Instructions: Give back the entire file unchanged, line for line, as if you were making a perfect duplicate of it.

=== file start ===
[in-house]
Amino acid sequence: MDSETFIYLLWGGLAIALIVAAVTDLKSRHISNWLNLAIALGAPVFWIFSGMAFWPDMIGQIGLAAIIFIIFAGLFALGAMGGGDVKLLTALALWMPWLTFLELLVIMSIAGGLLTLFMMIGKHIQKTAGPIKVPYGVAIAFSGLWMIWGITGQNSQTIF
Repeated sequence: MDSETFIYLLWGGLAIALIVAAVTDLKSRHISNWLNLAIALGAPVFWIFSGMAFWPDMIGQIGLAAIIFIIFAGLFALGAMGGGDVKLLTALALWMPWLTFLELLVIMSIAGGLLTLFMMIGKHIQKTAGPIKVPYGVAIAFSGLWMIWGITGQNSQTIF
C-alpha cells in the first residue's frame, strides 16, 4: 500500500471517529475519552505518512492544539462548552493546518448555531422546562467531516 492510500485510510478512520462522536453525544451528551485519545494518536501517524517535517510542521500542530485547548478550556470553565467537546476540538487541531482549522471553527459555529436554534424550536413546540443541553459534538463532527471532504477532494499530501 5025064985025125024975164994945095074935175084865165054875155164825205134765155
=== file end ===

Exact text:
[in-house]
Amino acid sequence: MDSETFIYLLWGGLAIALIVAAVTDLKSRHISNWLNLAIALGAPVFWIFSGMAFWPDMIGQIGLAAIIFIIFAGLFALGAMGGGDVKLLTALALWMPWLTFLELLVIMSIAGGLLTLFMMIGKHIQKTAGPIKVPYGVAIAFSGLWMIWGITGQNSQTIF
Repeated sequence: MDSETFIYLLWGGLAIALIVAAVTDLKSRHISNWLNLAIALGAPVFWIFSGMAFWPDMIGQIGLAAIIFIIFAGLFALGAMGGGDVKLLTALALWMPWLTFLELLVIMSIAGGLLTLFMMIGKHIQKTAGPIKVPYGVAIAFSGLWMIWGITGQNSQTIF
C-alpha cells in the first residue's frame, strides 16, 4: 500500500471517529475519552505518512492544539462548552493546518448555531422546562467531516 492510500485510510478512520462522536453525544451528551485519545494518536501517524517535517510542521500542530485547548478550556470553565467537546476540538487541531482549522471553527459555529436554534424550536413546540443541553459534538463532527471532504477532494499530501 5025064985025125024975164994945095074935175084865165054875155164825205134765155